The process for props is the same with body. I made a block out of the gun with a reference photo using transparency. Then I put more details in the block out props in ZBrush or Maya. For the gun, I painted ornament patterns using Drag Rect and when I was done with painting, I converted paint to mask then inflated it. This way I can keep the same thickness of pattern and I can generate the same mask anytime. When I am done sculpting, I brought the mesh into Maya and considered how the gun would sit in the holster and in his hand naturally.

polypaint making 3d model gun

Making ornament shape on the gun using alpha

Retopo and UV

I usually use Maya and Topogun to create a cleaner mesh topology. I imported a decimated mesh from ZBrush and re-topologized with Quad Draw. It's faster to draw big quads and add edge loops later. I had to consider animation when I re-topo body and clothes. Usually, it needs more edge loops where there is more dynamic movement like elbows, knees, neck, and eyes. Also, the character’s silhouette was the most important thing when I decide the final poly count. It’s good to add more geo if the silhouette is complicated like wrinkles on the cloth.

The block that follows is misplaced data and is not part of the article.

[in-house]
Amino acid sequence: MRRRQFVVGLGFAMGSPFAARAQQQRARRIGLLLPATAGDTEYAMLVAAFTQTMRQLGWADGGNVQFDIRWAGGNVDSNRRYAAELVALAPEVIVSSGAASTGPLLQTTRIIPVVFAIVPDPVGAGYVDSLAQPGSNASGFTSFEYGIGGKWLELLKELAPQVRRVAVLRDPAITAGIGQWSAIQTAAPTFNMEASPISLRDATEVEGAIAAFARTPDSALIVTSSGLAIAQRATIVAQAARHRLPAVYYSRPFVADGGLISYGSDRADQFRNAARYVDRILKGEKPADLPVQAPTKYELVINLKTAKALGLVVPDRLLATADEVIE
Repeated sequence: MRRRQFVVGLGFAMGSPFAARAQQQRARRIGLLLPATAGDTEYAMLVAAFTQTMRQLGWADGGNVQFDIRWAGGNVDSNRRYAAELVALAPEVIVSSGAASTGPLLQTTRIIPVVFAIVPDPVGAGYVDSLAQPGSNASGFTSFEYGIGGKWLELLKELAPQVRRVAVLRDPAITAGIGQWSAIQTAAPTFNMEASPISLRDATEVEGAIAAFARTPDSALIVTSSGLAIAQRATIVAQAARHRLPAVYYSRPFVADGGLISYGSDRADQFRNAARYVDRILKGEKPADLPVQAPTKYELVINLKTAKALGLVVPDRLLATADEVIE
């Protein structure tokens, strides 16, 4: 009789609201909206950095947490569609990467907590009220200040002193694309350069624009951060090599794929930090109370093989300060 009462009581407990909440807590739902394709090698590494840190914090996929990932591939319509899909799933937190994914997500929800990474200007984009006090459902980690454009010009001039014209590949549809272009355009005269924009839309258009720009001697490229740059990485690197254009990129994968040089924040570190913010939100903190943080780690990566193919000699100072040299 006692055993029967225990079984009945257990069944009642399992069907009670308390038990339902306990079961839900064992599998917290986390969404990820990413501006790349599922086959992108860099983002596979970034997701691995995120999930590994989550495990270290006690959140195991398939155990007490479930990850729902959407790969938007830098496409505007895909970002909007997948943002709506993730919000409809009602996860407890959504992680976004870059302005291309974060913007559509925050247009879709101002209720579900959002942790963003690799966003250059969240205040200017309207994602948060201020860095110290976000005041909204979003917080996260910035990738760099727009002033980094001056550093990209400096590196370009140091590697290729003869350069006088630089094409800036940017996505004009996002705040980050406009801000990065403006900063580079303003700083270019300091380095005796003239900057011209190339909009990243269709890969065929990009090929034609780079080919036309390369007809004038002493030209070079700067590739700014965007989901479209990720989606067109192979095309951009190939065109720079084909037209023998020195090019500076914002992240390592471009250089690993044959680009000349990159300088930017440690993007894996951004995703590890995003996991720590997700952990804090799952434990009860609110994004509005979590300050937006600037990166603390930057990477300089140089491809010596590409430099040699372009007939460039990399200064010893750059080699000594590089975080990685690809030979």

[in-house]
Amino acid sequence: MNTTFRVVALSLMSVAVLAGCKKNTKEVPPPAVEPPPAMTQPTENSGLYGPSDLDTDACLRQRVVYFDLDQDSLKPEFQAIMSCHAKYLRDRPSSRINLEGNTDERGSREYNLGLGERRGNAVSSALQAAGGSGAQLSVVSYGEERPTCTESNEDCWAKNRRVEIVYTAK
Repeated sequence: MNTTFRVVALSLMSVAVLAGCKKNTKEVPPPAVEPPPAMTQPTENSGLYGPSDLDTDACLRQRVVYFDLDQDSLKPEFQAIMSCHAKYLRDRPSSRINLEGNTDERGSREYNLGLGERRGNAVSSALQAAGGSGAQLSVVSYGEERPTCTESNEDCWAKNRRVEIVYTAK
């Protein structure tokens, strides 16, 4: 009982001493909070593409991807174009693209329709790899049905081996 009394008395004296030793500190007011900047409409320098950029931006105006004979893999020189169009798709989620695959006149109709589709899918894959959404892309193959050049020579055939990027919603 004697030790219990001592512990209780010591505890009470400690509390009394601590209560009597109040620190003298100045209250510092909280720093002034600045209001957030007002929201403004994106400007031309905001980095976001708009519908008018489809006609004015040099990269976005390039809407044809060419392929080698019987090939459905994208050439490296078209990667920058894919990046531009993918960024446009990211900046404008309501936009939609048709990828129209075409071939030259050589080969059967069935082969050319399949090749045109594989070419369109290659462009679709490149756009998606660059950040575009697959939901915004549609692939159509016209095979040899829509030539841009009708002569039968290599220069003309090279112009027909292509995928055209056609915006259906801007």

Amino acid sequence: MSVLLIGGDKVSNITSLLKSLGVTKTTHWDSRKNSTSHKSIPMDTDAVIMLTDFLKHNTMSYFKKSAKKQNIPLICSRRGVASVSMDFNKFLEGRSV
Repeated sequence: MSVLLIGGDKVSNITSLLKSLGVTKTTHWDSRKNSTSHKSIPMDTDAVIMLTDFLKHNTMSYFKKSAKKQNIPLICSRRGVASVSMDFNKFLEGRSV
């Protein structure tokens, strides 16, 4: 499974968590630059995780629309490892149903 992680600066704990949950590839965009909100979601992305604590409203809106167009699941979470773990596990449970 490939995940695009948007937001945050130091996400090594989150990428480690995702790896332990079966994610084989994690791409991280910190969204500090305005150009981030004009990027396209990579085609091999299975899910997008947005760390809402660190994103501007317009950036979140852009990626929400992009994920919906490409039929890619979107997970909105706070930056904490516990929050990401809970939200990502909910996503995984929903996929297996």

3d model sculputre quads live mesh

Drawing Quads on the decimated live mesh

Hair

I usually use Ornatrix or Xgen in Maya to bake the hair texture, and started placing big pieces of hair first then smaller hairs. It’s also best to match the scalp texture color to the hair, so the skin color doesn’t contrast too much. I tried to twist each hair card a little bit to not show the thin card edges and give more volume. If the hair or fur is too sharp and card looking, and easy to see the scalp, try placing the cards crossed, like X shape from the top. I used the same trick for props with fur like the animal tail and skull.

hair placement 3d model render

Placing cards on the face and asset

Texture